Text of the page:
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June 29, 2023


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The Supreme Court's Blow to Student Success and LGBTQ Security in 2023

June 29, 2023

In one week, the US Supreme Court endangered the well-being and lives of LGBTQ individuals and Black, Indigenous, and People of Color (BIPOC) in this country. The court issued decisions that gutted protections for BIPOC individuals against racist structures in colleges and universities, terminated debt alleviation for students during an education affordability crisis, and created a precedent for legal discrimination against LGBTQ people. Point Foundation is appalled by the court’s recent actions.

As an organization seeking to create equity through access to higher education for LGBTQ individuals, the Point community is directly targeted by these decisions.

Ending Affirmative Action

Decades ago, colleges began considering race as one factor among many in the admissions process to help remediate past discrimination, including the effects of slavery. The Supreme Court upended 40 years of legal precedent by ending affirmative action for college admissions.

88% of Point’s current scholars are BIPOC, and they continue to face barriers to education from kindergarten through college. For example, in states like California that have already banned race-conscious admissions policies, there has been a growing gap between the percentage of Black, Hispanic, and Native American high school graduates compared to the percentage of those students enrolled in large public universities.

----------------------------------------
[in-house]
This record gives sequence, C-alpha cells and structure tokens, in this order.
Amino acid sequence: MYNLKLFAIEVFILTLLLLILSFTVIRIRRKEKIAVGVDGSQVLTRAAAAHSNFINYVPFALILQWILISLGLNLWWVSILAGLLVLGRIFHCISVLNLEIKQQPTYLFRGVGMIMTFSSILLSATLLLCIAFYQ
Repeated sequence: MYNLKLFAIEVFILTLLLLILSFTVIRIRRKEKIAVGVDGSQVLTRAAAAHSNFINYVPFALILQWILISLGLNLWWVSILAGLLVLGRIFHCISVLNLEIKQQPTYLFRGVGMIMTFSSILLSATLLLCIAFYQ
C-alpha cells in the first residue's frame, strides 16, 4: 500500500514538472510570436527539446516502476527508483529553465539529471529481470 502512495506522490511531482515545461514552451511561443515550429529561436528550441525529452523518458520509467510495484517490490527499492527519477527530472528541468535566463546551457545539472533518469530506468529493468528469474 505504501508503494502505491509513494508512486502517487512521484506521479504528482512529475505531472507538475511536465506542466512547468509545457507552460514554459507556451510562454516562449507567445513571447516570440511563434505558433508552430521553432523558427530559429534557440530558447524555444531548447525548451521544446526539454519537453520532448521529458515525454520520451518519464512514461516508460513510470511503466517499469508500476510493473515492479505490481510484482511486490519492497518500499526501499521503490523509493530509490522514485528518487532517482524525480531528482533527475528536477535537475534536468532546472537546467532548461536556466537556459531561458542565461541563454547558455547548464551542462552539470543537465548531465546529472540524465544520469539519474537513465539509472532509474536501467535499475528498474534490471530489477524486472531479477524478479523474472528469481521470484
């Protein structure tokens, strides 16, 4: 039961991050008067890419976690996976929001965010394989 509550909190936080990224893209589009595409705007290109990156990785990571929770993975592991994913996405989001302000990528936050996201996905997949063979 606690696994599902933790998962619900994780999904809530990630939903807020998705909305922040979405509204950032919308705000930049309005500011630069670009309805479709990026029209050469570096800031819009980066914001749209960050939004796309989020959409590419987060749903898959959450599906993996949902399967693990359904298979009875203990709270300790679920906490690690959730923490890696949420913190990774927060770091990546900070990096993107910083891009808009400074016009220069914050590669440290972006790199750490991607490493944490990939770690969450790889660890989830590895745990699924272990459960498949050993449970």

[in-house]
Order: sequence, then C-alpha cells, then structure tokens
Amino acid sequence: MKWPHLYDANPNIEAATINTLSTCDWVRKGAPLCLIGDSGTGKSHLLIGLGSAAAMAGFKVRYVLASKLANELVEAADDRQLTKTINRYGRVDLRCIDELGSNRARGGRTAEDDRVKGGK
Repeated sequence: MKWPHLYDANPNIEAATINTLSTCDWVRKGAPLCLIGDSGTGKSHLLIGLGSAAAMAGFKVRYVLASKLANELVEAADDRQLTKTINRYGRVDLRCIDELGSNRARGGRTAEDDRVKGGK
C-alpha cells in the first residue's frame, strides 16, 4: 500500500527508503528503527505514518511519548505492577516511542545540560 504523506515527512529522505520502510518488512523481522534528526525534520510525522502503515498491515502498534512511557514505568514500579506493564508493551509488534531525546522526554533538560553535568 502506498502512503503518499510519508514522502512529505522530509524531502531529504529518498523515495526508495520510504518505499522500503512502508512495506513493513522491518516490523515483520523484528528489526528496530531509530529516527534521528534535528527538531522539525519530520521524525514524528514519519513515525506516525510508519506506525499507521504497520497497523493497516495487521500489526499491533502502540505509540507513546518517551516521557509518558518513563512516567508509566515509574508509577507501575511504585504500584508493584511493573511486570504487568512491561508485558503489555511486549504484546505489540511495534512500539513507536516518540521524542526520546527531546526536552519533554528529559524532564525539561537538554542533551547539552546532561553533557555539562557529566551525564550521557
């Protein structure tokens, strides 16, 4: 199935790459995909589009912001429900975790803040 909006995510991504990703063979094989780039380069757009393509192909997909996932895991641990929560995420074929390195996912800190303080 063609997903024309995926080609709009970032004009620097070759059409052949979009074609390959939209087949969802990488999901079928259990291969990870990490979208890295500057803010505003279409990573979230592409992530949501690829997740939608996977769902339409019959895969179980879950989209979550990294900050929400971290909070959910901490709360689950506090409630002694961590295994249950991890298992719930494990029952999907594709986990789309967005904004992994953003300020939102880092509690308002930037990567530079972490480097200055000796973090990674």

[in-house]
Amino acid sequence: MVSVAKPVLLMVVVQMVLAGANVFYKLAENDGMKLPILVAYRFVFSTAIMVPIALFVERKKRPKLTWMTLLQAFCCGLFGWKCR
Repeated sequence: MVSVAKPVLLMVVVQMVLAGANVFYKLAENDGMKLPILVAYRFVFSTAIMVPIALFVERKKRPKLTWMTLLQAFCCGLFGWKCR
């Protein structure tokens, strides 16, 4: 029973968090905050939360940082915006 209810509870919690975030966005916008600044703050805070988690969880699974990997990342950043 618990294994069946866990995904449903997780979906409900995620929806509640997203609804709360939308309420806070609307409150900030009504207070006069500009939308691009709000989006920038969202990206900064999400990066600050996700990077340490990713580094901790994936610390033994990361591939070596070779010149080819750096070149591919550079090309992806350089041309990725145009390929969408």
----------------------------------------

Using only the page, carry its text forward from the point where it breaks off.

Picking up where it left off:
“We will continue our efforts to address and eliminate racial bias in our own scholarship programs and mitigate historic inequities through our BIPOC Scholars program,” said Point Foundation Executive Director and CEO Jorge Valencia. “We applaud the efforts of colleges and universities across the country who will carry on their efforts to recruit and admit racially diverse classes.”

Ending Debt Alleviation Effort

The Supreme Court’s decision to deny the White House’s plan for national student debt alleviation impedes students’ ability to access higher education without assuming crushing amounts of debt.

Student debt is an LGBTQ issue. LGBTQ students disproportionately incur greater debt than their straight, cisgender peers. When those students are also members of BIPOC communities, the rate of debt assumed is even higher.

41% of Point scholarship applicants say that the cost of college or universities made them delay their higher education. Absent any measures to alleviate the weight of debt and future initiatives geared towards rendering college education more affordable, prospective students may be compelled to postpone their academic endeavors, inevitably hampering their ability to compete in the job market and fully pursue their passions.

Attacking LGBTQ Protections

As the nation’s largest LGBTQ scholarship fund, the court’s decision to protect discrimination against LGBTQ individuals undermines the rights and safety of our diverse community. Point reaffirms its commitment to supporting and empowering LGBTQ students in the face of this regressive ruling.

By sanctioning such discrimination, the court has turned back the clock on the progress made in ensuring equal treatment and protection for all individuals, regardless of their sexual orientation or gender identity.

Point will work even harder to ensure that LGBTQ people can live, study, and thrive in a society free from discrimination, prejudice, and hate.


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